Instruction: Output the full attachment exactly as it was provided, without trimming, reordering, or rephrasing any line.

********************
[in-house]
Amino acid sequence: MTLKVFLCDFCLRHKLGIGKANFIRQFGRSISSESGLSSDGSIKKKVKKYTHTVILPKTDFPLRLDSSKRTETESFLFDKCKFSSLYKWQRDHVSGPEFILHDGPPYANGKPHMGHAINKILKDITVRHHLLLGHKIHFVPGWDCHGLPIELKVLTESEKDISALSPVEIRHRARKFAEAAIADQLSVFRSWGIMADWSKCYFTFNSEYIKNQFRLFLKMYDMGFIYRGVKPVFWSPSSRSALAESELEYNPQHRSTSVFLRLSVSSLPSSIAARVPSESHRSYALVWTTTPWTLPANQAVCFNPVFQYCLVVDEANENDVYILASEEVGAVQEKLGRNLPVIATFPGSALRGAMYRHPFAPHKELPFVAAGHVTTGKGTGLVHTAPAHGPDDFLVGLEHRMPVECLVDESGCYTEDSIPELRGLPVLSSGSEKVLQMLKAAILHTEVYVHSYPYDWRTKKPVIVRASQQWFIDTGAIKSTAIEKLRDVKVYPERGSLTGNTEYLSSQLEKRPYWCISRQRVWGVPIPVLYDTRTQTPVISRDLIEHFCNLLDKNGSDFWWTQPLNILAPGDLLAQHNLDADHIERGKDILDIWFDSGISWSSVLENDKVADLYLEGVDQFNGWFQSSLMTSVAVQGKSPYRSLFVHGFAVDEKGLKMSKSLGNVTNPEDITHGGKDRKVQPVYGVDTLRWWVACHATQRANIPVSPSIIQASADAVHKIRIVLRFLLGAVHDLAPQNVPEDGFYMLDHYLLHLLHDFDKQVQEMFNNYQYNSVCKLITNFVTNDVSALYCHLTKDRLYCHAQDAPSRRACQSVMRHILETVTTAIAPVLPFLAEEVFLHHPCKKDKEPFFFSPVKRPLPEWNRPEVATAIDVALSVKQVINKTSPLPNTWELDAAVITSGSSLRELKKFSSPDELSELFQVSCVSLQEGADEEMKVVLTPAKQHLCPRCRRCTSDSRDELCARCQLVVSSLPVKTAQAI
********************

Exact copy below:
[in-house]
Amino acid sequence: MTLKVFLCDFCLRHKLGIGKANFIRQFGRSISSESGLSSDGSIKKKVKKYTHTVILPKTDFPLRLDSSKRTETESFLFDKCKFSSLYKWQRDHVSGPEFILHDGPPYANGKPHMGHAINKILKDITVRHHLLLGHKIHFVPGWDCHGLPIELKVLTESEKDISALSPVEIRHRARKFAEAAIADQLSVFRSWGIMADWSKCYFTFNSEYIKNQFRLFLKMYDMGFIYRGVKPVFWSPSSRSALAESELEYNPQHRSTSVFLRLSVSSLPSSIAARVPSESHRSYALVWTTTPWTLPANQAVCFNPVFQYCLVVDEANENDVYILASEEVGAVQEKLGRNLPVIATFPGSALRGAMYRHPFAPHKELPFVAAGHVTTGKGTGLVHTAPAHGPDDFLVGLEHRMPVECLVDESGCYTEDSIPELRGLPVLSSGSEKVLQMLKAAILHTEVYVHSYPYDWRTKKPVIVRASQQWFIDTGAIKSTAIEKLRDVKVYPERGSLTGNTEYLSSQLEKRPYWCISRQRVWGVPIPVLYDTRTQTPVISRDLIEHFCNLLDKNGSDFWWTQPLNILAPGDLLAQHNLDADHIERGKDILDIWFDSGISWSSVLENDKVADLYLEGVDQFNGWFQSSLMTSVAVQGKSPYRSLFVHGFAVDEKGLKMSKSLGNVTNPEDITHGGKDRKVQPVYGVDTLRWWVACHATQRANIPVSPSIIQASADAVHKIRIVLRFLLGAVHDLAPQNVPEDGFYMLDHYLLHLLHDFDKQVQEMFNNYQYNSVCKLITNFVTNDVSALYCHLTKDRLYCHAQDAPSRRACQSVMRHILETVTTAIAPVLPFLAEEVFLHHPCKKDKEPFFFSPVKRPLPEWNRPEVATAIDVALSVKQVINKTSPLPNTWELDAAVITSGSSLRELKKFSSPDELSELFQVSCVSLQEGADEEMKVVLTPAKQHLCPRCRRCTSDSRDELCARCQLVVSSLPVKTAQAI